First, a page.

As mentioned previously the writing style is good, and the vocabulary is also impressive. The distinct linguistic styles of different characters are also written very well and add three-dimensionality to characters that would otherwise run the risk of being quite flat. The plot is engaging and keeps you reading, with a successful “show-don’t-tell” technique that is often lacking in contemporary literature. In fact, I would recommend this text for university study were it not for the editorial issues already discussed.

I also liked the theme of binary running throughout the story, demonstrated well in this quote from page 72:

All things were zero or one; At Distraction or At Focus. The same could be said for all adjectives, all colourful post-event descriptive states of being. One could only be At Bravery when it was in that moment that he divorced from At Cowardice and only on that infinitesimal moment would he be At Bravery for the moment his focus shifted and defined new direction, he would be At War and in the age of conscious splendour where self-introspection was deemed the vice of the intellectually superior, he would no doubt be At Contemplation and from there, either At Expectation or At Disappointment. But whilst attending any or all of these states, one will always be At Focus and to not be such would mean being At Distraction; zero or one.

In terms of narrative voice the author engages a third person narration that is very effective (with one slip into first person on page 78). My favourite character was the stray dog, Ruff, whose perspective the narrator sometimes explores, thereby providing a good comparison between the humans and animals in the fictional world. In fact, the chapters written from this perspective are among the best in the book. This type of focalisation is well executed throughout the book and covers many different perspectives.

Another plot element that I liked was the twist on the “guide” trope common to dystopian literature. This trope can be seen when a dystopian reality is explored from the perspective of an outsider or someone who is fighting persecution within the system. This is done in order to explain the world to the reader and paint the picture of whatever horrors make the fictional world undesirable. However, in AR1S1NGFALL, the characters the reader may sympathise with are only meaningfully introduced toward the end, with the perspective of the dictator figure, Marcos, being central to the narrative instead. In fact the “victim” character’s indictment of the dystopian society only appears on page 213:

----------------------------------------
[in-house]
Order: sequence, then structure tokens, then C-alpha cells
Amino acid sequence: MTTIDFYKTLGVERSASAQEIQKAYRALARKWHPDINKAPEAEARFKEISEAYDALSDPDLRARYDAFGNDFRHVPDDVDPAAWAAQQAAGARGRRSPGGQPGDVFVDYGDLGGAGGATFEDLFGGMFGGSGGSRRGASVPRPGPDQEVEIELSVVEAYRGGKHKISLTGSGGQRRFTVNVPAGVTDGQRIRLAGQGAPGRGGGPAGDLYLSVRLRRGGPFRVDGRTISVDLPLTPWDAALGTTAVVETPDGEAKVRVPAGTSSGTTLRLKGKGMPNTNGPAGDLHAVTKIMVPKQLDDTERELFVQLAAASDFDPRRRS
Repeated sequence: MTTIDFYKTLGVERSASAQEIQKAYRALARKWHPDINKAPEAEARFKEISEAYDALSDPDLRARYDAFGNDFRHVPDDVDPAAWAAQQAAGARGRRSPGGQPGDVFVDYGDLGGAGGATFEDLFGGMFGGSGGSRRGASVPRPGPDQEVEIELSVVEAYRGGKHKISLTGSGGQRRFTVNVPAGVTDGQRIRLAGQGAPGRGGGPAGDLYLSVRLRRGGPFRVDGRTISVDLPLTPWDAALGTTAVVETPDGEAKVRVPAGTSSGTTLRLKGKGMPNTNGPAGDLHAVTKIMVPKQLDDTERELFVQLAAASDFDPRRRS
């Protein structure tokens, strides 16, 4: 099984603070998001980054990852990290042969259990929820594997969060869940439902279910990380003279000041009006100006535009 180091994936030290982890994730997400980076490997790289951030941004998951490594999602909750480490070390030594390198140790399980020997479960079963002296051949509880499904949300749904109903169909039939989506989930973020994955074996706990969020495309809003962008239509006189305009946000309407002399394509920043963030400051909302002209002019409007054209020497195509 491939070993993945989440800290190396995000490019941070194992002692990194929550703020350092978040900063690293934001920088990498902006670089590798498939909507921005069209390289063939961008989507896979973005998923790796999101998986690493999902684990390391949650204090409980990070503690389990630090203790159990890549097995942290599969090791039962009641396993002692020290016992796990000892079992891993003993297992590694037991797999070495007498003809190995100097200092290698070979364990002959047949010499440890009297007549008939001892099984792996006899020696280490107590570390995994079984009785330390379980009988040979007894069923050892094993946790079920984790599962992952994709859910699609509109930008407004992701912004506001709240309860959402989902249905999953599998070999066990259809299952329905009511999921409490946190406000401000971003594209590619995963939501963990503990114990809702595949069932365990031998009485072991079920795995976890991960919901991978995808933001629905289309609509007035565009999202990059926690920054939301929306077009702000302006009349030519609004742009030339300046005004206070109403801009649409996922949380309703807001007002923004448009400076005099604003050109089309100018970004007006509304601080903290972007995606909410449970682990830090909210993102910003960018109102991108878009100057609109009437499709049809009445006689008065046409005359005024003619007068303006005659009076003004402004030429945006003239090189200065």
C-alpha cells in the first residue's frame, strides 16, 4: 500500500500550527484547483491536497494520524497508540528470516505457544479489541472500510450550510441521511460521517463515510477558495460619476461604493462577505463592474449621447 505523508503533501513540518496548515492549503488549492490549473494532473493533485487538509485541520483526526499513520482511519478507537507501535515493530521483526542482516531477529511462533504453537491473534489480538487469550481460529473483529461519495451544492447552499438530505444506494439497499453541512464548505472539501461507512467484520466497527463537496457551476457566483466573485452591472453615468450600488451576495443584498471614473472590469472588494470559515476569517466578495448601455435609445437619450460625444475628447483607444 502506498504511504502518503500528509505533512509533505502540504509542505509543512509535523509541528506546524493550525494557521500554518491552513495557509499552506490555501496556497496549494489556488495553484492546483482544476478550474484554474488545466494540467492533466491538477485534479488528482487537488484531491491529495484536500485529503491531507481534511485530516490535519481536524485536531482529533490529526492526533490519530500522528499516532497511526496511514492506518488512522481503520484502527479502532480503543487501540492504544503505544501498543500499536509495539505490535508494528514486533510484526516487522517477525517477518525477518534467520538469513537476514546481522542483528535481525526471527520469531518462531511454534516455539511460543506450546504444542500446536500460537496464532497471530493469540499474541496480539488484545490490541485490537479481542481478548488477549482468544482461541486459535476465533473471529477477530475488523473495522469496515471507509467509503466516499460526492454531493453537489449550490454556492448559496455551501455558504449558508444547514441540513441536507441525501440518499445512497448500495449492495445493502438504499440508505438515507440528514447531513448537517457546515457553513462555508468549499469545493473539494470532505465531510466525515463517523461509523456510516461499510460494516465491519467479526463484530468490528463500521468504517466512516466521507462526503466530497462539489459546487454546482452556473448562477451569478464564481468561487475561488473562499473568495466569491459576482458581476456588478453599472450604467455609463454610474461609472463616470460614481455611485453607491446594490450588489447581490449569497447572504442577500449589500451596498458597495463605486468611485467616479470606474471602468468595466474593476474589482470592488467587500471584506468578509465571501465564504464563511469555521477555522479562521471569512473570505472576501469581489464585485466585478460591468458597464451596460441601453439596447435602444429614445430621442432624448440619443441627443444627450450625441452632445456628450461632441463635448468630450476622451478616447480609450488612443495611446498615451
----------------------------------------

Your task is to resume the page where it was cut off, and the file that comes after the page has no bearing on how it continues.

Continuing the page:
Under the guise of well-being, they committed daily torture on the innocent and weak famined. They would speak of love, while they tore out your heart, they would speak of liberation, while you were bandaged in their binary bondage, they would speak of peace while they whispered sweet insanity into your dreams and they would speak of war while they cowered behind great walls, feverishly domesticating their enemy but never fighting for anything greater than the keeping of their own specific delusion.

As such, the book engages with many of the literary devices of the dystopian form, while also providing a fresh methodology for exploring these. The book manages to discuss some horrific themes without sinking into torture-porn too, which is a delicate balance to maintain in a work of dystopian fiction. (There are some very distressing scenes toward the end of the book that, while short, may upset some readers.)


AR1S1NGFALL fits well in the dystopian sub-genre and fans of such texts are likely to enjoy it. It is definitely geared toward an adult audience, with some extreme coarse language present and various adult themes not recommended for younger readers. There is quite a lot of thought required to make sense of the plot, so people who like puzzling things out will find this text a worthy challenge. There is not any real resolution to the plot at the end of this first book though, so it is not recommended as a stand-alone read, but promises to be an interesting series to follow.


Nalini is an award-winning writer and artist as well as managing editor of Dark Matter Zine.